Nightcaster wasn't a sleeper hit—it was just a snoozer. Less a role-playing game (RPG) and more an action brawler in the vein of Sword Of The Berzerk, Nightcaster is an action fantasy in which a mysterious evil has overrun a mythical land, and Arran, our hero, has taken upon himself to purge the world of this evil with an arsenal of deadly magic spells.
Admittedly, Dr. Muto looked interesting at first. Stylistically, it could have turned the platform genre upside down. Instead, the game ended up as nothing more than a half-hearted production. It lacked the focus and the daring to take a great concept to its logical conclusion.
Game Description: As Dr. Muto, players forge through 22 vast levels on four distinct planet scapes: from the junkyard world of Totltec, to the half-drowned water world of Aquem, through the smog-choked skies of Flotos, and finally, to the forbidden mines of Mazon. Armed with his newest invention, the Splizz-gun, Dr. Muto morphs into a variety of DNA-spliced-up creatures including an alien spider, miniature mouse, and hulking gorilla. By morphing, Dr. Muto gains each creature's abilities and physical attributes--such as the ability to cling to webs, squeeze into tight spaces, or breathe underwater—all to better crush, outwit, and outlast ten different enemies.
Well, it sure doesn't look that way at first, does it? To be blunt, the aesthetics of The Legend Of Zelda: The Wind Waker are awe-inspiring. The decision to go with a cel-shaded style was widely and roundly derided by a videogame community increasingly enamored of 'realistic' graphics, but it winds up making this title truly special.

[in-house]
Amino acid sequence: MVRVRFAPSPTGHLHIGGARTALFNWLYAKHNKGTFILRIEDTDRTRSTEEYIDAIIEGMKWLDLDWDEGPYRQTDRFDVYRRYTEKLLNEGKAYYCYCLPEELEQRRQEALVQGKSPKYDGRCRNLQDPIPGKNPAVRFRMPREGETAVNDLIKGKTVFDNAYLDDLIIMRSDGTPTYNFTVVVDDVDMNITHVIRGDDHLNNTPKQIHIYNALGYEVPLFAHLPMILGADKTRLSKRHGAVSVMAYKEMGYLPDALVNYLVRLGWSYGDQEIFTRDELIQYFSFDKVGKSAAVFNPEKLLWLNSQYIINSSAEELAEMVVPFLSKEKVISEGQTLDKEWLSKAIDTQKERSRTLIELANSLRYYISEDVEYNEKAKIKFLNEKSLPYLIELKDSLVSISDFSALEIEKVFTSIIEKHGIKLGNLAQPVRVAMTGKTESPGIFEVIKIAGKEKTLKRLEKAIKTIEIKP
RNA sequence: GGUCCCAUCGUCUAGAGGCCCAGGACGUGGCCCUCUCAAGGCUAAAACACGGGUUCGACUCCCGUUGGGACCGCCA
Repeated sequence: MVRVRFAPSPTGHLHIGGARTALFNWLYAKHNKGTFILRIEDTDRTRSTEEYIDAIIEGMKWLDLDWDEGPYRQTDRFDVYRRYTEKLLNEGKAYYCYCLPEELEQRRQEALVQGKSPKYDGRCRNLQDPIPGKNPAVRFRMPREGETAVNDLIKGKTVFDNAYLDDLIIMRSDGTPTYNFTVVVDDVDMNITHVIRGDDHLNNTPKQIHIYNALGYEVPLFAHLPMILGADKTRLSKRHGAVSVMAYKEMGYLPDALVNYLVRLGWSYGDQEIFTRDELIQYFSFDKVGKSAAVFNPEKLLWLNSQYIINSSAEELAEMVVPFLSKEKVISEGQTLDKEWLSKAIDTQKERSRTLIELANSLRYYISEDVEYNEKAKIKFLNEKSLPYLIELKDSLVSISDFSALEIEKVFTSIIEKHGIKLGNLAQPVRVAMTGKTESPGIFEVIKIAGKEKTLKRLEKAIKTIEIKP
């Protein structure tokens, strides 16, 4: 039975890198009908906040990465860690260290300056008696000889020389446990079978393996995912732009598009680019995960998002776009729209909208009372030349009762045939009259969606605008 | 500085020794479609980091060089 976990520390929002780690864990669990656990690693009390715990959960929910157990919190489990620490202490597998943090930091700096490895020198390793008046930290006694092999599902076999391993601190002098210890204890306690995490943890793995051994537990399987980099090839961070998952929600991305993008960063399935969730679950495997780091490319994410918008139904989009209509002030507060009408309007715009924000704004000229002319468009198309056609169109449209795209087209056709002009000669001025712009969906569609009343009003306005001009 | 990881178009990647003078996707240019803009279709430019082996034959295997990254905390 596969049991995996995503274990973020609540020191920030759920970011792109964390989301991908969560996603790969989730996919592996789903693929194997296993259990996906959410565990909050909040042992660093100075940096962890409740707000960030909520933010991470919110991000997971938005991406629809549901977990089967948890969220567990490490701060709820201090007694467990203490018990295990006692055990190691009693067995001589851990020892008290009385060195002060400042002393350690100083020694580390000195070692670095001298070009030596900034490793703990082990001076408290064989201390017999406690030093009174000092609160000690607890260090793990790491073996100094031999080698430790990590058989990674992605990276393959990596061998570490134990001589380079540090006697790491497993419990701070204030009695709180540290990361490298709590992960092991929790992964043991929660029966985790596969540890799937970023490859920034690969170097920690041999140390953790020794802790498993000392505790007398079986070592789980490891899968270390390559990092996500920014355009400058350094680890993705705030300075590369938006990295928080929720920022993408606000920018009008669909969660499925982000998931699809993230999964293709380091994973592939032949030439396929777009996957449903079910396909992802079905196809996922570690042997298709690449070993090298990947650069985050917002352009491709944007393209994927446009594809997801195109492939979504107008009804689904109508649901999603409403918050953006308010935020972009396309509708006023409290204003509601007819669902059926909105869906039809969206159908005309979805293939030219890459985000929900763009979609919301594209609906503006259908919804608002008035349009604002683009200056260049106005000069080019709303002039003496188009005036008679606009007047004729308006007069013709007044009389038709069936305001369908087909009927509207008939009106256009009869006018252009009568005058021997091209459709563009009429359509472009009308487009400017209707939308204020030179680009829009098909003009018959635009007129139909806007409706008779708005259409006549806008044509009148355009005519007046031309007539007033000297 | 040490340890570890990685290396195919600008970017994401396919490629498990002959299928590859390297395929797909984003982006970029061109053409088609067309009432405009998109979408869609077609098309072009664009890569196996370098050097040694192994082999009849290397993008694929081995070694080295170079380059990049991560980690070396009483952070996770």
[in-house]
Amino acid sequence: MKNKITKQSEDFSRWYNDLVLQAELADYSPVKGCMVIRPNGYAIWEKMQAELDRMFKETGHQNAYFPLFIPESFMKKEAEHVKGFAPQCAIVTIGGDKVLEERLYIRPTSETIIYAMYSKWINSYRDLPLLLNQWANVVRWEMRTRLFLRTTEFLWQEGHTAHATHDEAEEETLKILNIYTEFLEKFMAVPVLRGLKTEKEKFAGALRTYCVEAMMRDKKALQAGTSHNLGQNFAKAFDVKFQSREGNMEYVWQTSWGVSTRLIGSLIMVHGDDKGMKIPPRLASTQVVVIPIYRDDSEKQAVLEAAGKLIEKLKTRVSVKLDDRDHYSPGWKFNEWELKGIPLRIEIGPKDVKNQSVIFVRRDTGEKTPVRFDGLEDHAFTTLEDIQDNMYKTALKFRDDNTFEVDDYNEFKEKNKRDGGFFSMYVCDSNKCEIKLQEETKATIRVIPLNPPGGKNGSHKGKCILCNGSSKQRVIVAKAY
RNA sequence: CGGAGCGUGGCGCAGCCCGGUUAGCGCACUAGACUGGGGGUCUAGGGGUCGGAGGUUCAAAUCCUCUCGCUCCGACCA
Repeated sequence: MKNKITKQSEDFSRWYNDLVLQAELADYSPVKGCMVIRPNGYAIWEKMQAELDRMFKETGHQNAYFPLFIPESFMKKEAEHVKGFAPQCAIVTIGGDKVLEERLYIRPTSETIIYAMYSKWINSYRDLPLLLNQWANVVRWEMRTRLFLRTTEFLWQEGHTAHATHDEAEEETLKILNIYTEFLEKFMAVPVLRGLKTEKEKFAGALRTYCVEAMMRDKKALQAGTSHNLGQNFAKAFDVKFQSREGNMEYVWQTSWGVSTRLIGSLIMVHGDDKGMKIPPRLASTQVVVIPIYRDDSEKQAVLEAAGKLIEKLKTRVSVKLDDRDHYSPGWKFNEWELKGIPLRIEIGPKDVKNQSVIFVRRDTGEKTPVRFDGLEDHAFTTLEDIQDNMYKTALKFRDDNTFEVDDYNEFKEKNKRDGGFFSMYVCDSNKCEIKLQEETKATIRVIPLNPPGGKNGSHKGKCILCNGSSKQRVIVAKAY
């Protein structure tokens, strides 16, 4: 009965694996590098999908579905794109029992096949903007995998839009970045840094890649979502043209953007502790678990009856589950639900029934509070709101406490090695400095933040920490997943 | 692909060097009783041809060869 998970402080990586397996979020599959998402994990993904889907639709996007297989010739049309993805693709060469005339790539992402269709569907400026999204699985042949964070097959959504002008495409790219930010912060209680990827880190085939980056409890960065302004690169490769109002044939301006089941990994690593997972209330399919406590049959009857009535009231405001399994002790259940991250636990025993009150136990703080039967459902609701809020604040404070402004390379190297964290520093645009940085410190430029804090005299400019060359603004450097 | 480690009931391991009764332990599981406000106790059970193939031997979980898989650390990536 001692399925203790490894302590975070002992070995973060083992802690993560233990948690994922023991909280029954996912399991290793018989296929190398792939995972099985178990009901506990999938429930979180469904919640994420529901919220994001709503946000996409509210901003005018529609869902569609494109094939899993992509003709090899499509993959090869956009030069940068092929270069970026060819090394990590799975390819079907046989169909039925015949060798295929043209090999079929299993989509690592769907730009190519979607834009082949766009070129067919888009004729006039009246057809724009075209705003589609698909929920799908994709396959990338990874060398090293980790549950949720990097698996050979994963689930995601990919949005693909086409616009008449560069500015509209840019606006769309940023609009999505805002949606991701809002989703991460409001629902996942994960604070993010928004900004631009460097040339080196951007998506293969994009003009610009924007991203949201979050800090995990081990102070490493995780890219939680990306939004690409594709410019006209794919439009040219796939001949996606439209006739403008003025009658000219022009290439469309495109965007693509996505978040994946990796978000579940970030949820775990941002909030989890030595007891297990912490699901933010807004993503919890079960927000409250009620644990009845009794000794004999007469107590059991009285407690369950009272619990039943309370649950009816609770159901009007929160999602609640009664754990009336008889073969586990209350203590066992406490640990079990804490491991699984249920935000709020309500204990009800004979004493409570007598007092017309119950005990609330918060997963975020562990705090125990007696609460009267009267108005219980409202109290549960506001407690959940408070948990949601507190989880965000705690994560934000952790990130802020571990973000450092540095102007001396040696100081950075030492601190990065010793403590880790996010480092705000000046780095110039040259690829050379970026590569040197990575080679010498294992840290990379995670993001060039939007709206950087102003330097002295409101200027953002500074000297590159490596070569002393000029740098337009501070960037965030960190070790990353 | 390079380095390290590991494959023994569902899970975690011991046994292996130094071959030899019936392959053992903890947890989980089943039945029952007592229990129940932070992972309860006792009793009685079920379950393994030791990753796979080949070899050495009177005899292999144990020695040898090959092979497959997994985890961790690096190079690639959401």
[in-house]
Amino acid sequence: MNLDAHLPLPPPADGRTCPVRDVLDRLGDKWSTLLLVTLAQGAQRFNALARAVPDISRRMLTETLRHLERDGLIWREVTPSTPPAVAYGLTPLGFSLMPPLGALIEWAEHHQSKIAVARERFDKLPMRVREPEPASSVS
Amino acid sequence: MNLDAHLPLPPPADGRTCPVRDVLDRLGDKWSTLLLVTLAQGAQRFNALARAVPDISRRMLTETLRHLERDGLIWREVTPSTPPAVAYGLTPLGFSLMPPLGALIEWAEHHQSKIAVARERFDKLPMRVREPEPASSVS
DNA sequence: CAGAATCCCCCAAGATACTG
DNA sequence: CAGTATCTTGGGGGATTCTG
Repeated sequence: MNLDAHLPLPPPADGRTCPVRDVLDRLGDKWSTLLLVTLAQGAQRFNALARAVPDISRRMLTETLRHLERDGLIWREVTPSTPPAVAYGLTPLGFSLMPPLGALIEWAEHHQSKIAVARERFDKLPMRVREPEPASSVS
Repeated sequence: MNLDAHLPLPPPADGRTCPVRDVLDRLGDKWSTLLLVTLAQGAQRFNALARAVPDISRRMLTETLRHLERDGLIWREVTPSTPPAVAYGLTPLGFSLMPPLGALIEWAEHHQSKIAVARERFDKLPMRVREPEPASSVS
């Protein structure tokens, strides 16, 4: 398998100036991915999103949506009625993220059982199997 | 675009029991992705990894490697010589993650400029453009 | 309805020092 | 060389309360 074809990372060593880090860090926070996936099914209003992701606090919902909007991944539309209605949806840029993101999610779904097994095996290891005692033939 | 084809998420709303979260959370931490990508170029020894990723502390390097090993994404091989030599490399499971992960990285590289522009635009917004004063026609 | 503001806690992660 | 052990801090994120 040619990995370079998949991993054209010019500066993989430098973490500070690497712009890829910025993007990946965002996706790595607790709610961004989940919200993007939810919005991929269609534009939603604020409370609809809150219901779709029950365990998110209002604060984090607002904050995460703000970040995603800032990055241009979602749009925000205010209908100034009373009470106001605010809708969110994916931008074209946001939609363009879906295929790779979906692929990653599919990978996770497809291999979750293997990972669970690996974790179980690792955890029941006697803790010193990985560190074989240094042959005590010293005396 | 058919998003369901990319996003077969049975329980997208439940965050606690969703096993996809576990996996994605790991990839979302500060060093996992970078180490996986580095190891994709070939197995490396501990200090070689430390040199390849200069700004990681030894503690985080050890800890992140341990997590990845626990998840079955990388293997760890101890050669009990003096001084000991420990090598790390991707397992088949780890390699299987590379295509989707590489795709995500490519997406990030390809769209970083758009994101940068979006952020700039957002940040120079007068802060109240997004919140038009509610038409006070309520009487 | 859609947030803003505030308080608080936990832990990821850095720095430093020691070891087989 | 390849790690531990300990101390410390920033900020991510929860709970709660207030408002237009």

Game Description:The Legend of Zelda: The Wind Waker returns you to the world of Hyrule as you travel the waves to tame the winds! Brilliant combat, fantastic facial expressions and beautiful oceans will immerse you in the land of Hyrule as you face Gannon!
As a child, I was scared of a lot of things. I'm sure if I were 11 years old and playing The Legend of Zelda: The Wind Waker, the manic look on a moblin's face would haunt my nights. Some of the bosses are positively menacing. Even the thunderstorms in the game would make me think about how scary storm winds and lighting really are. That's if I was 11 years old.
The inexplicable floating demons on the title screen. The still beating hearts that replace the "cutesy" stars and shines of the Mario games. Even the way that Vexx seems to have a permanent scowl on his face throughout the game. It all smacks of a flimsy facade placed on a boilerplate platforming game.
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